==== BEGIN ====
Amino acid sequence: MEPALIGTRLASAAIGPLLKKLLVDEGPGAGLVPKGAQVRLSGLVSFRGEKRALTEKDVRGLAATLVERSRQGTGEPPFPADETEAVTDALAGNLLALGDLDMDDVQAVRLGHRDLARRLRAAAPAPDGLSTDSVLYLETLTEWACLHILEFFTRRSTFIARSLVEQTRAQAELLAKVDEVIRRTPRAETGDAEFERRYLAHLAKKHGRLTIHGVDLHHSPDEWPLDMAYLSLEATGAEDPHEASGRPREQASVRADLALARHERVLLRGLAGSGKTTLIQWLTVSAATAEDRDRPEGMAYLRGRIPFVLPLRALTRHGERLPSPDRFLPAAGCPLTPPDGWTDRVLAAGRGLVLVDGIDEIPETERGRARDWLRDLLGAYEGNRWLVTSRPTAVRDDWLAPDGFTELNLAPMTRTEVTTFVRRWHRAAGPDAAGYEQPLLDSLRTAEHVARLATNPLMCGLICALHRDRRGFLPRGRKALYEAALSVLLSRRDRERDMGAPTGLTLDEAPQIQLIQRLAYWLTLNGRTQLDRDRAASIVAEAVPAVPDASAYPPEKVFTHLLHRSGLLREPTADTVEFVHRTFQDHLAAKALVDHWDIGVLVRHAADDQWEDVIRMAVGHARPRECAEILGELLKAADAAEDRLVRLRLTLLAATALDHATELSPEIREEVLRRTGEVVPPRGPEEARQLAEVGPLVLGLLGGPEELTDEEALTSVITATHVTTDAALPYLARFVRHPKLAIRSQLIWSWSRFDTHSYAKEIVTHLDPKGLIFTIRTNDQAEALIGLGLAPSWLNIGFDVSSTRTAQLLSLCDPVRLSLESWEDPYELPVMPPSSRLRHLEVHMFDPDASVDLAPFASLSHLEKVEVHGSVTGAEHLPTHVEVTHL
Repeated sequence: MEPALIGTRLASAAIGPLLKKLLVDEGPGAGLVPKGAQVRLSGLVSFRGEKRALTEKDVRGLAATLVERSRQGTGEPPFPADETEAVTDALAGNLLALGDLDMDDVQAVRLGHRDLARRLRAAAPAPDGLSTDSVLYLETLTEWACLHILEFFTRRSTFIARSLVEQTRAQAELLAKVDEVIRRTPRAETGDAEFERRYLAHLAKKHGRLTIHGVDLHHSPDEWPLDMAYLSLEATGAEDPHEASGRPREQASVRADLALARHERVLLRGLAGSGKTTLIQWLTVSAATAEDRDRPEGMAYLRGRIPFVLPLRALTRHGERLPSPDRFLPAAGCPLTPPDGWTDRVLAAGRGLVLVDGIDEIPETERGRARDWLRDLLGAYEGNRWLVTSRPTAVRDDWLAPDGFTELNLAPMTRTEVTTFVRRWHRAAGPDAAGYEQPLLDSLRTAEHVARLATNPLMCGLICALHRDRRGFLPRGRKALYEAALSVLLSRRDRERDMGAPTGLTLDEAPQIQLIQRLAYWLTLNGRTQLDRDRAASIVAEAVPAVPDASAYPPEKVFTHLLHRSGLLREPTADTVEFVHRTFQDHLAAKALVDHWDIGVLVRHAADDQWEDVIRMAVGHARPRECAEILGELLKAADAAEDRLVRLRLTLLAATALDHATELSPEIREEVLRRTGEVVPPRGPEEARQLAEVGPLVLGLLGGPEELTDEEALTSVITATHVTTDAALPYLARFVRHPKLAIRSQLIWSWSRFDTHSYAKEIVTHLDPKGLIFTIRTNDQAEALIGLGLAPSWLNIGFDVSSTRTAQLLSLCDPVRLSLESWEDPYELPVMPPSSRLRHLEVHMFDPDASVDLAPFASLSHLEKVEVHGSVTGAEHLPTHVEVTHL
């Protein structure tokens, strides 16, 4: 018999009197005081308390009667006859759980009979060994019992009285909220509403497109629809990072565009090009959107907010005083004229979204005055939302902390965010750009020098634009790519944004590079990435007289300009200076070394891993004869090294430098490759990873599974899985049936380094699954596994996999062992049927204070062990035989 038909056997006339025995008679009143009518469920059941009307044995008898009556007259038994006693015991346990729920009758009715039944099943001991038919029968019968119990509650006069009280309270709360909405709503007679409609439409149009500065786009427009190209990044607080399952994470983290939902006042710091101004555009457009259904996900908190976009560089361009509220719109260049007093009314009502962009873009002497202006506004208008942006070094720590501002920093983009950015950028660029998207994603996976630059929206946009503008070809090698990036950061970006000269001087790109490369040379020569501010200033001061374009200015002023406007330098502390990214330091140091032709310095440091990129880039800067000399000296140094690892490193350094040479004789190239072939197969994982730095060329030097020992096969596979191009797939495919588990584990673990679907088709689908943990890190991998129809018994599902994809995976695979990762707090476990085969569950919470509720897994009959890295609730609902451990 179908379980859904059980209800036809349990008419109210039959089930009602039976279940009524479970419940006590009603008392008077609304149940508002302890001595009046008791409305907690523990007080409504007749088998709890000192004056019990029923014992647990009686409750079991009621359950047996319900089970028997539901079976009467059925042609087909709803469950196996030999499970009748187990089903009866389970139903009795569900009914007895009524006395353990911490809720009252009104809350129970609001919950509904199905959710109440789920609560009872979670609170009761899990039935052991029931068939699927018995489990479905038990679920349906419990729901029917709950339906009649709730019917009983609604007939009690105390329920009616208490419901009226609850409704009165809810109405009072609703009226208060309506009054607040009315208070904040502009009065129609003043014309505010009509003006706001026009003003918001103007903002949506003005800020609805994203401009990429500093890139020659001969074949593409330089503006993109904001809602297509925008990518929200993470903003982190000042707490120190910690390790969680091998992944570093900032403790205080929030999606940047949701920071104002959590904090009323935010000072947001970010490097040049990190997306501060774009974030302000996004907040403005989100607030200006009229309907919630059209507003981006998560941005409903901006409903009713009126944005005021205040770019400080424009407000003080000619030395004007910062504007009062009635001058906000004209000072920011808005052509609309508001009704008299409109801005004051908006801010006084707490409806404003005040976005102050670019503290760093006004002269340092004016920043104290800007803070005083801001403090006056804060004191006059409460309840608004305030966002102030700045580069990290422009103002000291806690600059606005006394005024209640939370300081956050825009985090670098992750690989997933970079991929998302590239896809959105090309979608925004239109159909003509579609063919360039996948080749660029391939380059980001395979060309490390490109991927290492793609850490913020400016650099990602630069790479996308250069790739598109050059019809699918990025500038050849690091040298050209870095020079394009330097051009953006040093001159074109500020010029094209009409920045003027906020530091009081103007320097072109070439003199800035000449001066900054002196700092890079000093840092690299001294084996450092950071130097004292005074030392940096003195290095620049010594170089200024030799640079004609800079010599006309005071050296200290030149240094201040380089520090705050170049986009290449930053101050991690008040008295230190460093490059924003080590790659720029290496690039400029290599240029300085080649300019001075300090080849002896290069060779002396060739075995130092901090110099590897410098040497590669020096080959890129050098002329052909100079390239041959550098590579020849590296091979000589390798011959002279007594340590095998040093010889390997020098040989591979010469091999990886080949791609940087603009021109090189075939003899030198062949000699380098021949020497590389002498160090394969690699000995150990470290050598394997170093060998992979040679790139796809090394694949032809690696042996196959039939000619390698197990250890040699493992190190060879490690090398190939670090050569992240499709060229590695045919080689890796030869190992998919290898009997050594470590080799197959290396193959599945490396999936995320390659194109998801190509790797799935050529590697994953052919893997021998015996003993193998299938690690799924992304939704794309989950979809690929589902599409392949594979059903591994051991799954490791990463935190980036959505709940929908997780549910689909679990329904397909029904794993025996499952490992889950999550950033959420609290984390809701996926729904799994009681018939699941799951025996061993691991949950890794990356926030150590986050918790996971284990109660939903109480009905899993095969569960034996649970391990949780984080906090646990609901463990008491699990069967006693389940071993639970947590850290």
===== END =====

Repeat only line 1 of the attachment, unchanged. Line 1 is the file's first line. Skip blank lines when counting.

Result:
Amino acid sequence: MEPALIGTRLASAAIGPLLKKLLVDEGPGAGLVPKGAQVRLSGLVSFRGEKRALTEKDVRGLAATLVERSRQGTGEPPFPADETEAVTDALAGNLLALGDLDMDDVQAVRLGHRDLARRLRAAAPAPDGLSTDSVLYLETLTEWACLHILEFFTRRSTFIARSLVEQTRAQAELLAKVDEVIRRTPRAETGDAEFERRYLAHLAKKHGRLTIHGVDLHHSPDEWPLDMAYLSLEATGAEDPHEASGRPREQASVRADLALARHERVLLRGLAGSGKTTLIQWLTVSAATAEDRDRPEGMAYLRGRIPFVLPLRALTRHGERLPSPDRFLPAAGCPLTPPDGWTDRVLAAGRGLVLVDGIDEIPETERGRARDWLRDLLGAYEGNRWLVTSRPTAVRDDWLAPDGFTELNLAPMTRTEVTTFVRRWHRAAGPDAAGYEQPLLDSLRTAEHVARLATNPLMCGLICALHRDRRGFLPRGRKALYEAALSVLLSRRDRERDMGAPTGLTLDEAPQIQLIQRLAYWLTLNGRTQLDRDRAASIVAEAVPAVPDASAYPPEKVFTHLLHRSGLLREPTADTVEFVHRTFQDHLAAKALVDHWDIGVLVRHAADDQWEDVIRMAVGHARPRECAEILGELLKAADAAEDRLVRLRLTLLAATALDHATELSPEIREEVLRRTGEVVPPRGPEEARQLAEVGPLVLGLLGGPEELTDEEALTSVITATHVTTDAALPYLARFVRHPKLAIRSQLIWSWSRFDTHSYAKEIVTHLDPKGLIFTIRTNDQAEALIGLGLAPSWLNIGFDVSSTRTAQLLSLCDPVRLSLESWEDPYELPVMPPSSRLRHLEVHMFDPDASVDLAPFASLSHLEKVEVHGSVTGAEHLPTHVEVTHL